Saturday, September 30, 2017

The Vega - Engineering Solutions to Management Problems

Trying to leapfrog competition with innovation in place of good management is almost always bound to fail.

One of the problems that has plagued American companies for the last few decades has been weak management.  Managers of American companies are unwilling or unable to address underlying cost issues in manufacturing, which makes them uncompetitive with foreign manufacturers.  In particular, they are unwilling to confront the unions and cut excessive wages and benefits as well as eliminate restrictive work rules and lavishly gold-plated pensions and health plans.

Since they are unwilling or unable to deal with the unions, they look for technological solutions to management problems.  The Chevrolet Vega is a case point.  In 1972, General Motors was coming out of a brutal strike with the United Auto Workers. The company was losing a lot of money because they weren't making any cars. When I was at General Motors Institute, our professors told us at every five minutes another Chevrolet Caprice came off the assembly line and that was another $5,400 worth of car to sell.

So, if the union went on strike, we'd be losing $1,000 a minute at each assembly line.  The underlying message was to do anything and everything to appease the union and union members, which we pretty much did.  When I worked at New Departure, we had a list of requests by union members as to what changes they wanted made to the contract.  Some of them were patently ludicrous. One worker submitted the idea that the company should provide at least two free beers a day to each employee.  This is the sort of mentality we are dealing with, when it comes to unions.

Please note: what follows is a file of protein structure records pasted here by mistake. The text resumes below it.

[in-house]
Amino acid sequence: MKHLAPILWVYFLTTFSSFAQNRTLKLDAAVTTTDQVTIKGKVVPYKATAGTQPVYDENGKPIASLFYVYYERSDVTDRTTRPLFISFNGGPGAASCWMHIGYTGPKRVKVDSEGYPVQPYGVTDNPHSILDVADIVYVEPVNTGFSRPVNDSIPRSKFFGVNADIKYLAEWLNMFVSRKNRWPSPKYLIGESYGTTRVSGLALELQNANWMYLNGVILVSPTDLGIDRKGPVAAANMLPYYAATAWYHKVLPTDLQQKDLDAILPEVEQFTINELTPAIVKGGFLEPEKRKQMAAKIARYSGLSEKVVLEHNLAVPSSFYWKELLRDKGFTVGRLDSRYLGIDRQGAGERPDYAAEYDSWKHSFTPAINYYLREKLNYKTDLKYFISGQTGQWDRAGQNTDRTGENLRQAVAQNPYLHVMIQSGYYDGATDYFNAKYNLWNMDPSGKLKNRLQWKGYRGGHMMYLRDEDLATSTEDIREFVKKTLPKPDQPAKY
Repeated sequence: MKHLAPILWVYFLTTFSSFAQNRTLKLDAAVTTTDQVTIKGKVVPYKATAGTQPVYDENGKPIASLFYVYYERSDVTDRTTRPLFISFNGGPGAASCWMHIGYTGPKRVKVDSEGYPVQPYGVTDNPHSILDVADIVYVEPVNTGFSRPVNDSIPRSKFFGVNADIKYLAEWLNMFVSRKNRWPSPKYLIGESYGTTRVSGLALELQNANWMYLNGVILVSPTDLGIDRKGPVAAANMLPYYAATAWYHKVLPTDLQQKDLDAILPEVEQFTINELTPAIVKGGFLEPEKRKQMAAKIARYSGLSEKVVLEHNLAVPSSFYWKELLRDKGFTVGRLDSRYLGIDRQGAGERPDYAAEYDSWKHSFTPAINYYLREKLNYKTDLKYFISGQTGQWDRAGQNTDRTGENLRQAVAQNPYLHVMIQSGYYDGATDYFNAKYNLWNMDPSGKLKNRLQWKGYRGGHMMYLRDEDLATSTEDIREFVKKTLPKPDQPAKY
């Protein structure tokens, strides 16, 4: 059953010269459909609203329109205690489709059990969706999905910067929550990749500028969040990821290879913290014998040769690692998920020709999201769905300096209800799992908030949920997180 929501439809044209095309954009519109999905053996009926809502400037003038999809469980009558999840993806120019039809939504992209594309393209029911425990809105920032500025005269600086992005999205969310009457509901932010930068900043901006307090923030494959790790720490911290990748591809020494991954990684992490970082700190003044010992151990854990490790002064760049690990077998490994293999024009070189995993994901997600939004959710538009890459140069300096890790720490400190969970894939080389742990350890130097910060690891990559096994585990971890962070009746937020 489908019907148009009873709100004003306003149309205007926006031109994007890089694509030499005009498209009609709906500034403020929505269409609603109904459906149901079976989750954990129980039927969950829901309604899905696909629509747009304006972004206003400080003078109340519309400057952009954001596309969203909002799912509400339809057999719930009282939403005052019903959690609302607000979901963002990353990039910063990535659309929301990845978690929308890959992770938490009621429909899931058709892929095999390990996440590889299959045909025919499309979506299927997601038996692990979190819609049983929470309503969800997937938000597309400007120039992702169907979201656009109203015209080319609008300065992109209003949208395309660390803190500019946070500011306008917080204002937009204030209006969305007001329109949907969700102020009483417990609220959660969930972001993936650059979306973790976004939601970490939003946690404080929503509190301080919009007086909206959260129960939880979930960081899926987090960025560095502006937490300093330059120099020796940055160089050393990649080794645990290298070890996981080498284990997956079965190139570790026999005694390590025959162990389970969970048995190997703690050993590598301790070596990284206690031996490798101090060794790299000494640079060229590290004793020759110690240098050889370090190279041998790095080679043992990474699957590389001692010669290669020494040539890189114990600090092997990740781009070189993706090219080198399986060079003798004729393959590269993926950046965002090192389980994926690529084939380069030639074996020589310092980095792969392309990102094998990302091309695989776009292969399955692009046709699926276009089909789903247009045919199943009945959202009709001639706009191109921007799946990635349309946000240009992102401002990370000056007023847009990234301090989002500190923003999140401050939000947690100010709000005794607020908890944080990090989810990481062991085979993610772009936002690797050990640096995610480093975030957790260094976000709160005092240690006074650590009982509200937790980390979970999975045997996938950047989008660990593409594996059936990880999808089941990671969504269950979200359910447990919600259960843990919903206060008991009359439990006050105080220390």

In the 1950s and 1960s, small foreign cars became very popular in America. General Motors initially attempted to confront this threat by building the Corvair, which was a very complicated vehicle and was expensive to build.  It had a cast aluminum air-cooled engine much like the Volkswagen.

Of course Volkswagen could make such a complex car inexpensively due to currency exchange rates as well as their lower labor rates at the time.  Today, their labor rates are higher and exchange rates are not as favorable, which is why they opened a factory again in the United States, and why most European cars have moved upmarket into luxury territory.

Ford took an easier route, building the Falcon, which was basically a scaled-down version of their full size car.  It was cheap and simple and easy to build and Americans flocked to it because it had a lower price. General Motors followed suit with the Chevy II, and Chrysler did the same thing with the Plymouth Valiant and Dodge Dart.

But, by the late sixties a new generation of inexpensive imported cars were coming from Japan, and the big three automakers knew they had to do something, as the muscle car era was being choked off by both emissions and insurance. The gas crisis of 1973 had yet to materialize.

GM realized they couldn't make a small car like a Toyota Corolla or Corona and compete on price, based on their labor infrastructure.  They felt they needed to do a "Hail Mary" pass in technology order to produce a car far more cheaply than the Japanese could.  Or that was the thought, anyway.

GM tried all sorts of esoteric things to nip away at costs.  The Vega would be shipped vertically in special rail cars so that an additional five or six cars could be put on each rail car to reduce shipping cost. In order to do this, the battery had to be mounted at an angle so it wouldn't spill acid all over the inside of the engine compartment.